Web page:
Jesus told us in Matt 5:22 “whosoever shall say, Thou fool, shall be in danger of h-e-l-l fire,” but some preachers talk and talk and talk and finally end up saying that we can call our brother a “fool” without being in danger of h-e-l-l fire. I think their time would be better spent studying another Bible topic. Perhaps that would keep them from rejecting such simple statements from the Lord.

On the cross Jesus cried out “My God, my God, why hast thou forsaken me?” We can read this passage and accept it as is, or some people spend days and days studying to get around the plain meaning of the text because they “cannot” (they refuse to) understand how the Father could forsake Jesus. Why not just take two or three minutes to accept the truth of what is said there, and then spend all that extra time saved studying a passage in the Bible that is more difficult to understand?

By all means, study the Bible in-depth. Jesus said about the scriptures “in them ye think ye have eternal life: and they are they which testify of me” (John 5:39) But don’t waste a minute of time studying the Bible in order to get around the obvious meaning of passages. Like was said earlier, that is worse than a waste of time.

What Does I John 3:9 Mean When It Says A Christian ‘Cannot Sin’?

November 3, 2017

I John 3:9 reads “Whosoever is born of God doth not commit sin; for his seed remaineth in him: and he cannot sin, because he is born of God.” Some take this verse to mean that a Christian never sins, but that position clearly contradicts I John 1:8,10 which teaches everybody sins, at least every now and then.

Some try to resolve the difficulty by saying I John 3:9 is talking about the “practice” of sin, but that doesn’t help either since it is not impossible for a Christian to practice sin (e.g., I Cor 5:1). I think we’ve all seen Christians who have fallen away into the practice of sin.

I guess it is true the Greek present tense sometimes means “continuous action,” but many times it just means “action not yet completed” (Vines). “The present tense is the linear tense; it describes an act as in progress” (Vaughan and Gideon, A Greek Grammar of the New Testament). Of course that is what’s meant by the grammar category “present tense” – something happening in the present.

Examples of this very common use are Matt 8:25, when the disciples in the ship asked Jesus to save them from the waves, “we perish.” The word “perish” is present tense, but not repetitious. The word “buyeth” in Matt 13:44 is present tense, but is referring to a one time purchase, not continuous action. The word “maketh” in Acts 9:34 is present tense and refers to a one time act of physical healing.

The key to reconciling I John 3:9 with I John 1:8,10 is not to understand the word “sin” in I John 3:9 as “practice sin” (because as I said, it is not impossible for a Christian to practice sin), but to understand the word “cannot” as “should not” (inconsistency). Let me illustrate: Suppose I tell my daughter Leah to drive down to the store and get a loaf of bread and bring it right back for supper. Suppose a friend Leah sees at the store says she is on her way to a ballgame and asks Leah to go with her. Leah should answer “I cannot go,” but this wouldn’t mean it is impossible for Leah to go with her friend to the ballgame. Instead, it would simply mean Leah couldn’t do such and remain in obedience to her Dad, and so she is refusing. The Christian “cannot” sin (I John 3:9), but this doesn’t mean it is impossible to sin. Instead it means a Christian cannot sin (one time or many times) and remain in obedience to their heavenly Father, and so we refuse.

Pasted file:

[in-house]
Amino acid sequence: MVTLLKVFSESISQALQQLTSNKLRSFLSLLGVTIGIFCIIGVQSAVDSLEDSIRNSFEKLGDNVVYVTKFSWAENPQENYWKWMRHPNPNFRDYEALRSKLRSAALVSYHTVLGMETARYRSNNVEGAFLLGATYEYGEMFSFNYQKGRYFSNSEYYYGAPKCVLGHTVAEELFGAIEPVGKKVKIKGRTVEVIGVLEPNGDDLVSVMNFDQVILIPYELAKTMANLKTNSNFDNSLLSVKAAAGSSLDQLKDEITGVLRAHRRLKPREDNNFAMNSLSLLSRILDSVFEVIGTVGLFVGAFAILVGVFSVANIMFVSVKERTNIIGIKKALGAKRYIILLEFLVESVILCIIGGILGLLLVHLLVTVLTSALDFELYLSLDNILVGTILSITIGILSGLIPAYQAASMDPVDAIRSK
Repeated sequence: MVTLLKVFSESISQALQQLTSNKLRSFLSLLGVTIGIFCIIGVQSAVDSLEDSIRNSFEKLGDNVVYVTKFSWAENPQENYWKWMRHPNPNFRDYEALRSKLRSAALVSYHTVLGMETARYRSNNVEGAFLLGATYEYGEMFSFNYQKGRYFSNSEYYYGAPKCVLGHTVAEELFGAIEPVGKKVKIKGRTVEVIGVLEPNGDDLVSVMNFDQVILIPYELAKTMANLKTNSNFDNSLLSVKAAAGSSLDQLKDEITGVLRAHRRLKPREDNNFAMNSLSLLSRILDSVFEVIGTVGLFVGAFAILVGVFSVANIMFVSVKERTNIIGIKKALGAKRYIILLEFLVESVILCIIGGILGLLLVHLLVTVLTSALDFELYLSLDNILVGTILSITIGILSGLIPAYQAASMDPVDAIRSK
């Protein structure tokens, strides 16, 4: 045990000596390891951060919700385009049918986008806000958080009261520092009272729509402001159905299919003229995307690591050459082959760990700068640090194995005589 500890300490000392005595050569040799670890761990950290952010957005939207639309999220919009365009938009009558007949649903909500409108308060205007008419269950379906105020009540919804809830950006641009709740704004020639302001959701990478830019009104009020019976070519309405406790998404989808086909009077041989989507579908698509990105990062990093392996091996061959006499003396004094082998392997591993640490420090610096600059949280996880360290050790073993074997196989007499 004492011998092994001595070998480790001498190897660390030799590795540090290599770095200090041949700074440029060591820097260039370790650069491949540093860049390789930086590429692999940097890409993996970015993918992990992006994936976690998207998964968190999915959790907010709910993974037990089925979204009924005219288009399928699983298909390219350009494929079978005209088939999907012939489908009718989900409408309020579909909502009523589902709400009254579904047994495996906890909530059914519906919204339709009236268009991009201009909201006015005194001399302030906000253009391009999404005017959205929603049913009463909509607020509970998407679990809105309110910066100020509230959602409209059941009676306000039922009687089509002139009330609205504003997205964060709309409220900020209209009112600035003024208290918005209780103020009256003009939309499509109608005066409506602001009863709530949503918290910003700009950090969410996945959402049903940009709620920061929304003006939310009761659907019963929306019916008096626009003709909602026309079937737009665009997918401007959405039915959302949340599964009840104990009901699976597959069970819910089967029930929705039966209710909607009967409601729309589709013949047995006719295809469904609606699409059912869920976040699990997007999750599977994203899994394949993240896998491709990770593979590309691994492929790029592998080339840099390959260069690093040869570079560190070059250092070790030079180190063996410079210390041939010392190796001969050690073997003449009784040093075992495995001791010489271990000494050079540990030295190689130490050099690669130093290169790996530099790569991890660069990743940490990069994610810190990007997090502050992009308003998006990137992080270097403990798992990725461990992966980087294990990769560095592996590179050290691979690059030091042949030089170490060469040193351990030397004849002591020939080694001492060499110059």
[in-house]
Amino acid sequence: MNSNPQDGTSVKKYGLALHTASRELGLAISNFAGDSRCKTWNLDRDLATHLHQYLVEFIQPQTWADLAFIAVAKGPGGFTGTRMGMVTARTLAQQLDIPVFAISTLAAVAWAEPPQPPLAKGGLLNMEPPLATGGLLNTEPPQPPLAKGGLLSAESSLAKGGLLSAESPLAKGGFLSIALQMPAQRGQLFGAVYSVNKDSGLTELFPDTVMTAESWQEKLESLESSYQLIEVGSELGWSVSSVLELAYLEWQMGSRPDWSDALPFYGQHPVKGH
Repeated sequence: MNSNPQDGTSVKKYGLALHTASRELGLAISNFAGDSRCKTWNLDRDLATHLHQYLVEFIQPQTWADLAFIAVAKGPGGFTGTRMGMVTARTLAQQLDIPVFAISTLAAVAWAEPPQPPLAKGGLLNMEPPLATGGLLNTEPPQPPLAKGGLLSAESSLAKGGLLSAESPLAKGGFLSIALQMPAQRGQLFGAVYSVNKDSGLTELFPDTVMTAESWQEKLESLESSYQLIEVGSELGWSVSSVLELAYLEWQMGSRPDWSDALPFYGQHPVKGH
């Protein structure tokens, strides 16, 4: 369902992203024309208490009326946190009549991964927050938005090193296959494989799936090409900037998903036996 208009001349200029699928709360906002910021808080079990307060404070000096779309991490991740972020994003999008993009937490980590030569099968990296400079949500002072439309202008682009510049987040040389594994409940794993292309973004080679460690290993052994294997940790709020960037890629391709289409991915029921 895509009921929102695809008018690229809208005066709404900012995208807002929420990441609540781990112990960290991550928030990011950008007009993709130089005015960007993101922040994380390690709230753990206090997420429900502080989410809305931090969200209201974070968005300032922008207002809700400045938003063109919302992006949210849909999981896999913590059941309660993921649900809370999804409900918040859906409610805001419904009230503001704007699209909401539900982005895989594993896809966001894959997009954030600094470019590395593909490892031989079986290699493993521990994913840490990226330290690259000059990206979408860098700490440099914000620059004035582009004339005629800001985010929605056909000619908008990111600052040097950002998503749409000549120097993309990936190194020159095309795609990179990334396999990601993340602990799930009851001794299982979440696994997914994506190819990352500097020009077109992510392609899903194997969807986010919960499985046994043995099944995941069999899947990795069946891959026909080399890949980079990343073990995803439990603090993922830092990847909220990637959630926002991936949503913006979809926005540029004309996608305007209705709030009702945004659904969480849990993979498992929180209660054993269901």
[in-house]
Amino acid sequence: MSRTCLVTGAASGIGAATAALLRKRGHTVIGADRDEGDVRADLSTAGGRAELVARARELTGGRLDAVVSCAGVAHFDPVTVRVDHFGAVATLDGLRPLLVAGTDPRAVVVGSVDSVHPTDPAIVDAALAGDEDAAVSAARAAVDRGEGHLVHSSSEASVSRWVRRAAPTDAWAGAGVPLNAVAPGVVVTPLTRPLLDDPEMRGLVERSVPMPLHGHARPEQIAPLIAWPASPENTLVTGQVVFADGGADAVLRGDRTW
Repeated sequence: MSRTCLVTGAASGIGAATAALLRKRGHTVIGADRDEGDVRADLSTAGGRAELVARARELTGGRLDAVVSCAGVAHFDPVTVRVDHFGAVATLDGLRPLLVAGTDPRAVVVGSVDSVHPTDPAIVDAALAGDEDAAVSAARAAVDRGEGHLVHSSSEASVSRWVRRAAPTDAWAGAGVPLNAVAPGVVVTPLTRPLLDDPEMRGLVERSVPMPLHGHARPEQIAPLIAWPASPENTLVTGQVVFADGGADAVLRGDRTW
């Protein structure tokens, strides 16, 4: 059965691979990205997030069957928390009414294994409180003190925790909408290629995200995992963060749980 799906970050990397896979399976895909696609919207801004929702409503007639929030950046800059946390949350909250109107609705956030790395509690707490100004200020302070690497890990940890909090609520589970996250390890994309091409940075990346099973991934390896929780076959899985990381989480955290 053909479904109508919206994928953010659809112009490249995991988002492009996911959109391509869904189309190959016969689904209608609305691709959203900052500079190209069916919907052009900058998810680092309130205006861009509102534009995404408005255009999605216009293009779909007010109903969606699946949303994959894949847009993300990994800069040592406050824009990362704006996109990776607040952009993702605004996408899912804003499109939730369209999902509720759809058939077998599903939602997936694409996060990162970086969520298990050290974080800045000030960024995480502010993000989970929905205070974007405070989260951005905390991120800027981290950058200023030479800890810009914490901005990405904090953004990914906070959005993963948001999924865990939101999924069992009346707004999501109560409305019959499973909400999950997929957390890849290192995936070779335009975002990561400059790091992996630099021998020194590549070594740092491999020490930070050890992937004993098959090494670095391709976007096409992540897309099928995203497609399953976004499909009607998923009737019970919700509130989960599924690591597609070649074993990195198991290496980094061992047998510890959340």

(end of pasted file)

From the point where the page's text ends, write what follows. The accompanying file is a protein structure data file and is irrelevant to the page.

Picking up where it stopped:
This use of the word “cannot” is common in the scriptures. Jesus said in Mark 2:19 that the “children of the bridechamber … cannot fast … as long as they have the bridegroom with them.” Does “cannot” in that verse mean it was impossible for the groomsmen to fast, or that it was not appropriate at the time? In Luke 14:20 one replied to the great supper invitation “I have married a wife, and therefore I cannot come.” He didn’t mean it was impossible to come, but his excuse was that because of his marriage, he would not come. I Cor 10:21 teaches Christians “cannot drink the cup of the Lord, and the cup of devils.” That doesn’t mean such is a physical impossibility, but that it is inconsistent for a Christian to claim to serve the Lord (and partake of His supper) and at the same time worship idols – even just one time.

The following passages prove we are acting in a way inconsistent with being a Christian when we commit sin, even just one sin:

James 2:10 For whosoever shall keep the whole law, and yet offend in one point, he is guilty of all

I John 1:7,5 if we walk in the light, as he is in the light … God is light, and in him is no darkness at all

I John 2:10 He that loveth his brother abideth in the light, and there is none occasion of stumbling in him

I John 2:11 But he that hateth his brother (even one time) is in darkness, and walketh in darkness

Eph 5:3,8 Christians who “walk as children of light,” do not let sin “be once named among them”

some others: Ezek 33:12, Mark 8:32-33, Gal 2:11,14,17-18, Acts 8:18-23, I Chron 13:7-10

Conclusion: Understand that I John 3:9 is not talking about impossibility, but inconsistency. And we realize it is inconsistent for a Christian to sin whether we are talking about practicing sin or just one sin. Simply put – I John 3:9 means a Christian does not retain his character as a follower of Christ at the moment he sins.